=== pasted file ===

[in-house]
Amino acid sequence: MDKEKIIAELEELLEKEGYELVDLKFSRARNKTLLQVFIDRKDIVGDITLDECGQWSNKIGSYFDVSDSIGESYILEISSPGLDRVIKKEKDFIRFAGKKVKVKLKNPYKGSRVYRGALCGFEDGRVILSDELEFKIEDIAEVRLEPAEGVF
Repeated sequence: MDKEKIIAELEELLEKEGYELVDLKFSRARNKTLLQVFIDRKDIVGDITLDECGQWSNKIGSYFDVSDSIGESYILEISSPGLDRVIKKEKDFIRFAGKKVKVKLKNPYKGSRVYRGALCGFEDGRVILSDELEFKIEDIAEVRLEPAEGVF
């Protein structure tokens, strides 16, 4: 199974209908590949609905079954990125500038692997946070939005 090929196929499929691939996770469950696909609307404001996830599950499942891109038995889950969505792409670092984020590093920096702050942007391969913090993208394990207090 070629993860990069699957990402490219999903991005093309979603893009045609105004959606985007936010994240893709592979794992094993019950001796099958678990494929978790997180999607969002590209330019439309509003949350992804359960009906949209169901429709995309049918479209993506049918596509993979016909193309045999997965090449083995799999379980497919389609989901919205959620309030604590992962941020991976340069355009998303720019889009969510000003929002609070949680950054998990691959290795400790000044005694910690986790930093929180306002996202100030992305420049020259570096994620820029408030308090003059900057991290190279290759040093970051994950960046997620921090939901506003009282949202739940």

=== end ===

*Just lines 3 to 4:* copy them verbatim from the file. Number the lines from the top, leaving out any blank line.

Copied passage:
Repeated sequence: MDKEKIIAELEELLEKEGYELVDLKFSRARNKTLLQVFIDRKDIVGDITLDECGQWSNKIGSYFDVSDSIGESYILEISSPGLDRVIKKEKDFIRFAGKKVKVKLKNPYKGSRVYRGALCGFEDGRVILSDELEFKIEDIAEVRLEPAEGVF
């Protein structure tokens, strides 16, 4: 199974209908590949609905079954990125500038692997946070939005 090929196929499929691939996770469950696909609307404001996830599950499942891109038995889950969505792409670092984020590093920096702050942007391969913090993208394990207090 070629993860990069699957990402490219999903991005093309979603893009045609105004959606985007936010994240893709592979794992094993019950001796099958678990494929978790997180999607969002590209330019439309509003949350992804359960009906949209169901429709995309049918479209993506049918596509993979016909193309045999997965090449083995799999379980497919389609989901919205959620309030604590992962941020991976340069355009998303720019889009969510000003929002609070949680950054998990691959290795400790000044005694910690986790930093929180306002996202100030992305420049020259570096994620820029408030308090003059900057991290190279290759040093970051994950960046997620921090939901506003009282949202739940």